Ovarian cancer is not as common as other cancers that primarily affect women, like breast and cervical cancers, but it is the most deadly.
That's because ovarian cancer isn't usually detected until it's reached an advanced stage, as its symptoms (nausea, abdominal pain and swelling) are very similar to symptoms of other conditions.
About 21,000 patients will receive an ovarian cancer diagnosis this year, according to the American Cancer Society. And every year, about 13,000 will die from it. As September is National Ovarian Cancer Awareness Month, it's a good time to know the factors that put you at risk.
Dr. Rebeca Martinez is vice-chair of education for obstetrics and gynecology at the Herbert Wertheim College of Medicine. She said there is one thing that women can do to catch ovarian cancer early.
"The best thing you can do is know your family history," Martinez said. "Ovarian cancer is very familial — it tends to run in families."
Suppose a member of a patient's family has been previously diagnosed with ovarian or breast cancer. In that case, Martinez recommends that the patient get tested for BRCA gene mutations, which are associated with both cancers. In addition, those of Ashkenazi Jewish descent also have a disproportionate rate of ovarian cancer and should consider testing.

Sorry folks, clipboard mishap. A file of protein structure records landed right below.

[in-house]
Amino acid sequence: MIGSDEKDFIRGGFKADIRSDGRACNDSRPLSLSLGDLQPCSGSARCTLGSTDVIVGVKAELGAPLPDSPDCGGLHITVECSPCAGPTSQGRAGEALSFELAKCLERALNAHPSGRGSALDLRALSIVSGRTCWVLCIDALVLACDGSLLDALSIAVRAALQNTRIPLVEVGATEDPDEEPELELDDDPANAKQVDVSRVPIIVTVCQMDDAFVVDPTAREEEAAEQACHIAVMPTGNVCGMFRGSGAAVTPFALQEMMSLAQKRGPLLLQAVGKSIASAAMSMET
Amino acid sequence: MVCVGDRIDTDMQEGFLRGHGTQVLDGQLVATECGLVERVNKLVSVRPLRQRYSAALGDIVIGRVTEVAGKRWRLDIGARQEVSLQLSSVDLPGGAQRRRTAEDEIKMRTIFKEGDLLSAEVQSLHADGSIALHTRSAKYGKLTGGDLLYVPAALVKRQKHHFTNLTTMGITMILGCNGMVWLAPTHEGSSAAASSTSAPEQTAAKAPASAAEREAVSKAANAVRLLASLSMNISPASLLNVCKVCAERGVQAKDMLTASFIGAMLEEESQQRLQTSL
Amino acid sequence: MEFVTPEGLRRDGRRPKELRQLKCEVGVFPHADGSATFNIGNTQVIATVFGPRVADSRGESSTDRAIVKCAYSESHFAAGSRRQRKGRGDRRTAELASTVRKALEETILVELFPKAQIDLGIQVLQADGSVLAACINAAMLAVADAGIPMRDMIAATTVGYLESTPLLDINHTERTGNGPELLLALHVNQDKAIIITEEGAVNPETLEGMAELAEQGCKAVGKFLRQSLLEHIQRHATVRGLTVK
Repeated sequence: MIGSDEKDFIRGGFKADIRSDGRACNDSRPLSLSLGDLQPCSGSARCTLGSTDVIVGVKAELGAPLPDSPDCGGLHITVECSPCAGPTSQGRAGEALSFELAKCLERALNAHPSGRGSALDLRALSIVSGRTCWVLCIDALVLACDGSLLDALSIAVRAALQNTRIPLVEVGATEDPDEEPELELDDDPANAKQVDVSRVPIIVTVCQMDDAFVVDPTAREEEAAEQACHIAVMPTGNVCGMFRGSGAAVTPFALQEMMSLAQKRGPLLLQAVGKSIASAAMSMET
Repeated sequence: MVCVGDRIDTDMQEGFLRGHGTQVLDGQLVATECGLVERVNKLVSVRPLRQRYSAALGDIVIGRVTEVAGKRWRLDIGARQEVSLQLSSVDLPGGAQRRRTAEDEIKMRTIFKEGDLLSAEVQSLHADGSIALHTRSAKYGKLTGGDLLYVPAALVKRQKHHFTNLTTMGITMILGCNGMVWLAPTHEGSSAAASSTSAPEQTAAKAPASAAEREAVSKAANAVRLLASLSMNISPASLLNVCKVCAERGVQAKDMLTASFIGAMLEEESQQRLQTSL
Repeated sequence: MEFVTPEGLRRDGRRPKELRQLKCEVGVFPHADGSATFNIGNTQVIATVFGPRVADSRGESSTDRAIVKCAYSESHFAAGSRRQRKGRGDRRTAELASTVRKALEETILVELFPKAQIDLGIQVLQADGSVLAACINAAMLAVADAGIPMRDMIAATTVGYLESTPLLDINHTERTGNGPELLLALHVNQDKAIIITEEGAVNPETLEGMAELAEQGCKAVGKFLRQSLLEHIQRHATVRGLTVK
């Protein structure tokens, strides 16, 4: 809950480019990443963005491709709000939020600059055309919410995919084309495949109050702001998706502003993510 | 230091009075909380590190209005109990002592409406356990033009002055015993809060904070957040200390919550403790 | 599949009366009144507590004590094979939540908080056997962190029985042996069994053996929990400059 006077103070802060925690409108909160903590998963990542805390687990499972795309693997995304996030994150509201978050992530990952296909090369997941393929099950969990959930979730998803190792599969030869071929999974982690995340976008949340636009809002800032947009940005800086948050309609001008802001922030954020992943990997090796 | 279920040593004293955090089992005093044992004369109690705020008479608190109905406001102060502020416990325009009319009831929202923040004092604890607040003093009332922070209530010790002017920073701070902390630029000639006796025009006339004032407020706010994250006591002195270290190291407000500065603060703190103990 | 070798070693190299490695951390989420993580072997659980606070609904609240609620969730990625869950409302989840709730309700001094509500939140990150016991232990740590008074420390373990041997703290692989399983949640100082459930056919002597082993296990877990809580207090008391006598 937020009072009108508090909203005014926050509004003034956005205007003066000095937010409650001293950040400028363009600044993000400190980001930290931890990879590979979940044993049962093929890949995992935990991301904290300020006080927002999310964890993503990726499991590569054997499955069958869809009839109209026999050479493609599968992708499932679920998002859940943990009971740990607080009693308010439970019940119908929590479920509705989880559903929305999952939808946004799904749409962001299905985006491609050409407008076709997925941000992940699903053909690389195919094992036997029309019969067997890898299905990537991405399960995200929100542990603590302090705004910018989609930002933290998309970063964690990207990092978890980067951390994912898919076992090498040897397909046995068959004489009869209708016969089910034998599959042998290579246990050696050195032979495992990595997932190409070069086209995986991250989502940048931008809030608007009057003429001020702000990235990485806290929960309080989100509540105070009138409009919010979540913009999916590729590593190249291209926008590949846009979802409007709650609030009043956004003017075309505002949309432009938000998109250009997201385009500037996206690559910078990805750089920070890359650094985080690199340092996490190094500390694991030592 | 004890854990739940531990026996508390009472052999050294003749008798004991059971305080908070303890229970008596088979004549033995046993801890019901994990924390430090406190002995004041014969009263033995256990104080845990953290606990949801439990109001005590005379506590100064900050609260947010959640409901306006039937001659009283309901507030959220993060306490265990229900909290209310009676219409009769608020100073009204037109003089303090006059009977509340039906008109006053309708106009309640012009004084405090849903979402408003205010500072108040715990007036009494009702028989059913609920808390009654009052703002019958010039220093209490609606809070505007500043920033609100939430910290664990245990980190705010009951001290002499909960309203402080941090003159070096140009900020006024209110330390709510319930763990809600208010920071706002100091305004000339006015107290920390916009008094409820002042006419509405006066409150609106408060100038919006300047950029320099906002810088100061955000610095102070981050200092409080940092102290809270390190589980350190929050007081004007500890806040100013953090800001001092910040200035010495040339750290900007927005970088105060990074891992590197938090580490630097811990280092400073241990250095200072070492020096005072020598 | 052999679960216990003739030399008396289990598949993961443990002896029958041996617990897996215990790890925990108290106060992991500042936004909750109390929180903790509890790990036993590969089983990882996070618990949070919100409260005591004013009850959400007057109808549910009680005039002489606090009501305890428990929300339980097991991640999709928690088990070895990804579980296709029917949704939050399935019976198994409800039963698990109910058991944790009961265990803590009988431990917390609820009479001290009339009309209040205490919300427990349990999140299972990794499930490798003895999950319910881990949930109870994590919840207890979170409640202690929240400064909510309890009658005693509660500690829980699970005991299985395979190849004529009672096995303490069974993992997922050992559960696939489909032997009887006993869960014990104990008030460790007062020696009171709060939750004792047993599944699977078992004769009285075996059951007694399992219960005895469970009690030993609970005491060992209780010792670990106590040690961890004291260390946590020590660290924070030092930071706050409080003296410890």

Another factor to consider is whether the patient has ever been pregnant.
"Ovarian cancer is associated with continuous ovulation. So if you've never had children or you had children at a later age, you're at greater risk," Martinez said.
Hormonal birth control disrupts ovulation; taking it for at least two years can decrease the risk of ovarian cancer. For patients who choose to get a tubal ligation (or "getting your tubes tied"), removing the fallopian tubes can also work as a preventative measure against ovarian cancer.
Other factors that increase the risk for ovarian cancer are experiencing recurrent ovarian cysts or abnormal periods. But those risks are not associated as strongly with cancer as a patient's family history and pregnancy history, Martinez cautioned.
If a patient who is high risk believes she may have symptoms of ovarian cancer, Martinez said to make an appointment for a pelvic ultrasound.
Symptoms include abdominal pain, nausea and swelling ("feeling like your pants are too tight").
Women diagnosed with ovarian cancer will typically need a hysterectomy and chemotherapy. And although the survival rate is low, Martinez said that the success rate for chemotherapy has improved in recent years.
"Chemotherapy has gotten much better," she said. "The lifespan with ovarian cancer has gotten much better."